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Security glitch exposes OS X account passwords
Written by Daniel   
Thursday, 28 February 2008 13:51
Security glitch exposes OS X account passwords
Posted by Declan McCullagh, February 28, 2008 10:00 AM PST
 C/Net News

Apple has confirmed a security glitch that, in many situations, will let someone with physical access to a Macintosh computer gain access to the password of the active user account.

The vulnerability arises out of a programming error that stores the account password in the computer's memory long after it's needed, meaning it can be retrieved and used to log into the computer and impersonate the user.

"This is a real problem and it needs to be fixed," said Jacob Appelbaum, a San Francisco-area programmer who discovered the vulnerability and reported it to Apple. He said he disagreed with the company's response: "They won't put it in the latest security update or release a security update just for this issue."

Appelbaum is one of the team of researchers who published a "cold boot" paper last week describing unrelated vulnerabilities in encrypted filesystems, including Apple's FileVault, Windows Vista's BitLocker, and a number of open-source ones.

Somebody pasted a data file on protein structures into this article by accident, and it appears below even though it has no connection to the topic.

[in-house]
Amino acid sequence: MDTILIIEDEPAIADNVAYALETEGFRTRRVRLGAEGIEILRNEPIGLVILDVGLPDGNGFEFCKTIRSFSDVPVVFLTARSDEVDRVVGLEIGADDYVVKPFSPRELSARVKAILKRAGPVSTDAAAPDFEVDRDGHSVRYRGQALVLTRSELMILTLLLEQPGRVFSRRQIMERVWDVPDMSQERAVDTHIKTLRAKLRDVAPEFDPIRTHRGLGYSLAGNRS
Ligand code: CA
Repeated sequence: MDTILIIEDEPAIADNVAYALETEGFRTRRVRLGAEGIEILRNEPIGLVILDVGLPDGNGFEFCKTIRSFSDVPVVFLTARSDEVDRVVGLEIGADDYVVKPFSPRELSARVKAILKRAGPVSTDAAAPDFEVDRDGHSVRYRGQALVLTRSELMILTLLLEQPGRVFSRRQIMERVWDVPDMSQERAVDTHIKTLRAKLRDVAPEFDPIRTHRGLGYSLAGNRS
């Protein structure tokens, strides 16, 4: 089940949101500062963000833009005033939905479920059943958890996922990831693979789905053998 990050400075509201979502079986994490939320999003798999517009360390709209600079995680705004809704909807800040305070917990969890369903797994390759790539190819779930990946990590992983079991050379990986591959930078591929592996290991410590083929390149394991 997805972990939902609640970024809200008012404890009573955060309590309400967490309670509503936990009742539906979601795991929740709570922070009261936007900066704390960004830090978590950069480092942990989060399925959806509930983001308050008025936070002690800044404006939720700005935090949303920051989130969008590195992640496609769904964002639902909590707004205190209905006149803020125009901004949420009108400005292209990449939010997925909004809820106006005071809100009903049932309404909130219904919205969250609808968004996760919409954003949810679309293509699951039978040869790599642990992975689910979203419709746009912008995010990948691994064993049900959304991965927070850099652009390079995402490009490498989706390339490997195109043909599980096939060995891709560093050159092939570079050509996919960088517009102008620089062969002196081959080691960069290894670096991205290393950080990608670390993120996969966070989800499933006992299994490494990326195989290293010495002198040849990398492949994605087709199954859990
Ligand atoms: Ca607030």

Unlike the security concerns reported last week, this vulnerability is specific to OS X. It's also more sweeping because it offers--at least in OS X's default configuration--full access to passwords stored in the Keychain, which can include passwords to wireless networks, Web sites, accounts accessed via SSH, network-mounted volumes, and so on.

Apple spokesman Anuj Nayar told me: "We're aware of this locally exploitable vulnerability, and we're working to fix it in an upcoming software update. While no operating system can be 100 percent immune, Apple has a great track record of addressing potential vulnerabilities before they can affect users."

The security glitch works like this: The OS X subsystem that asks for a username and password to log into an account is, reasonably enough, called In the default configuration, the account password unlocks the user's keychain and the encrypted FileVault volume (if one is in use).

But instead of immediately erasing the password from memory once the unlocking process is complete, OS X keeps it around. That means someone with physical access to the computer can use multiple methods to extract the contents of the computer's DRAM chips.

Last week's paper described some of those techniques. They include: plugging an iPod into a Firewire port to extract the contents of memory, rebooting the computer and running a memory-extractor over the network or from removable media, or physically ripping out the DRAM chips and inserting them into another computer. (Setting a firmware password can guard against the rebooting-attack threat.)

Turning off your computer and waiting a minute or more protects you from this attack by giving the contents of DRAM time to decay.

Although it's possible that the password stays in RAM even after the user logs out--which would be even more dangerous--Appelbaum hasn't tested that theory. [C/Net news...]  [Comments...]

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